Study conducted by Rusakaniko et al. among adolescents in Zimbabwe found that the reproductive health education intervention had an impact on aspects of reproductive biology and contraception as measured by the increased scoring at follow-up when comparing intervention and control schools. [16]

The study conducted by Thato, et al. revealed in a school-based intervention in Thailand, secondary students who were exposed to a comprehensive sexual education program had greater knowledge than other students, and were more likely to intend to refuse sex and to decrease frequency of sex, but no change was seen in consistent condom use. [17]

Thus it can be interpreted that sexual health education sessions have a long term impact on the knowledge of students and it will be more beneficial to them. It is given close to the time when they are about to become sexually active. Adolescence is also an important age group because at their age children are more curious about sexual life and if not given the right information, they may engage in high risk behavior making them vulnerable to STDs and also HIV/AIDS. Giving sexual health education to them at right time will help them to be assertive, and learning to say "no" to risky and harmful behavior like casual sex before marriage. [18]

Limitation

The study was limited to boys due to the social difficulties in imparting knowledge about sexual health and assessing the girl students.

The period of 3 months was considered enough to assess the retention of the subject which is not a part of curriculum. Period of 3 months was given as a wash out period and surprise assessment was done. We cannot predict on the basis of the study for how long this knowledge will be retained and what will be the effect of this improved knowledge on actual practice of safe sexual behavior. Nevertheless, the study established the feasibility and acceptability of sexual health education in the study population.


  Conclusion Top


This one time educational input intervention program, which was conducted for adolescents of the selected colleges has successfully brought significant improvement in the knowledge about sexual health in the adolescents.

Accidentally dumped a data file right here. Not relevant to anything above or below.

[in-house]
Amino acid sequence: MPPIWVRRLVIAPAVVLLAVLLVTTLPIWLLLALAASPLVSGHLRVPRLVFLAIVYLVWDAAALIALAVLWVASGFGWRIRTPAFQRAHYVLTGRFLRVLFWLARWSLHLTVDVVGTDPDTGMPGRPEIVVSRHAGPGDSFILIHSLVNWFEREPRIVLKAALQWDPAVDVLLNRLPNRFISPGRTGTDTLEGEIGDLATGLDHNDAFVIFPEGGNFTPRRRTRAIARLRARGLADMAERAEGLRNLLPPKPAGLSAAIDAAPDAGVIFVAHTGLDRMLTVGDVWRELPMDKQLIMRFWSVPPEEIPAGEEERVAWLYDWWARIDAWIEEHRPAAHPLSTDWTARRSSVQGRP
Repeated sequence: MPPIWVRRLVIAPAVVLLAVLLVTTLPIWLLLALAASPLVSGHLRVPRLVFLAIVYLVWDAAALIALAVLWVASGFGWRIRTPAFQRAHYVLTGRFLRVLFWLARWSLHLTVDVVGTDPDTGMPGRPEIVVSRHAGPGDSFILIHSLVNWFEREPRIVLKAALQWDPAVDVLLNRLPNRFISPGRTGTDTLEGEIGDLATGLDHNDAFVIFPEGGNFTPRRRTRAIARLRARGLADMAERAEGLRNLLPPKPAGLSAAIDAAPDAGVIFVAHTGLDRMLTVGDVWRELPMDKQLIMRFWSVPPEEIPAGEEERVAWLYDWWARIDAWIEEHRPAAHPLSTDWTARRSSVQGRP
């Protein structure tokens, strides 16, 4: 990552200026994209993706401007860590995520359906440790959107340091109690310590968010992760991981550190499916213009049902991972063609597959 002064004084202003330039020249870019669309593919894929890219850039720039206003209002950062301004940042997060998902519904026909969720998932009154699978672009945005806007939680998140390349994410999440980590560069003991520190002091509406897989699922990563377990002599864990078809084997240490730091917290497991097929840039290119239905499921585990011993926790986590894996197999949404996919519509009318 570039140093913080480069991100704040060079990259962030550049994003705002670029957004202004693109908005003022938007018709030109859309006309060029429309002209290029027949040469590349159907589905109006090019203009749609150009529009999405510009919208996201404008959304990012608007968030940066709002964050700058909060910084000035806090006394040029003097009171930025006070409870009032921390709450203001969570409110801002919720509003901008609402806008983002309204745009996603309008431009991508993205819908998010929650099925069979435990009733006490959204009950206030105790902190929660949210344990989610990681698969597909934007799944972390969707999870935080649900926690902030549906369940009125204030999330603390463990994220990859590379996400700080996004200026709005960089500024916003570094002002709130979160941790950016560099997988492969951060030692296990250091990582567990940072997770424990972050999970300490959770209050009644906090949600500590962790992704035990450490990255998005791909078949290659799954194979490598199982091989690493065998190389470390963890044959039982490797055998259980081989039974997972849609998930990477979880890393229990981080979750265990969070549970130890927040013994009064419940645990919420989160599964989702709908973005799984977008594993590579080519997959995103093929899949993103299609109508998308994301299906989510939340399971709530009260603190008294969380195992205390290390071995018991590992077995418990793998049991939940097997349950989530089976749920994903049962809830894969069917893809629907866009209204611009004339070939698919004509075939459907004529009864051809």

This study clearly showed that an educational intervention program can bring about a desirable change in knowledge among adolescent males regarding sexual health.

The results of this study suggest that health education can improve knowledge about sexual health in adolescent males. Such educational programs must be given due importance not only to improve the knowledge about sexual health among adolescents, but also to achieve desirable behavior change among them.


  Acknowledgment Top


Authors wish to express their sincere thanks to the Principals of both colleges for permitting this study to be conducted in their colleges.

 
  References Top

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2.
Defining sexual health report of a technical consultation on sexual health. Vol. 16. Geneva; 2002. p. 28-31. Available from: http://www.who.int/reproductivehealth/publications/sexual_health/defining_sexual_health.pf. [Last accessed on 2013 Oct 02].  Back to cited text no. 2
    
3.
Developing Sexual Health Programmes; a Framework for Action UNDP. UNFPA. WHO. WorldBank; 2010. p. iv. Available from: http://www.whqlibdoc.who.int/hq/2010/WHO_RHR_ HRP _10. 22 _eng.pdf. [Last accessed on 2013 Oct 02].  Back to cited text no. 3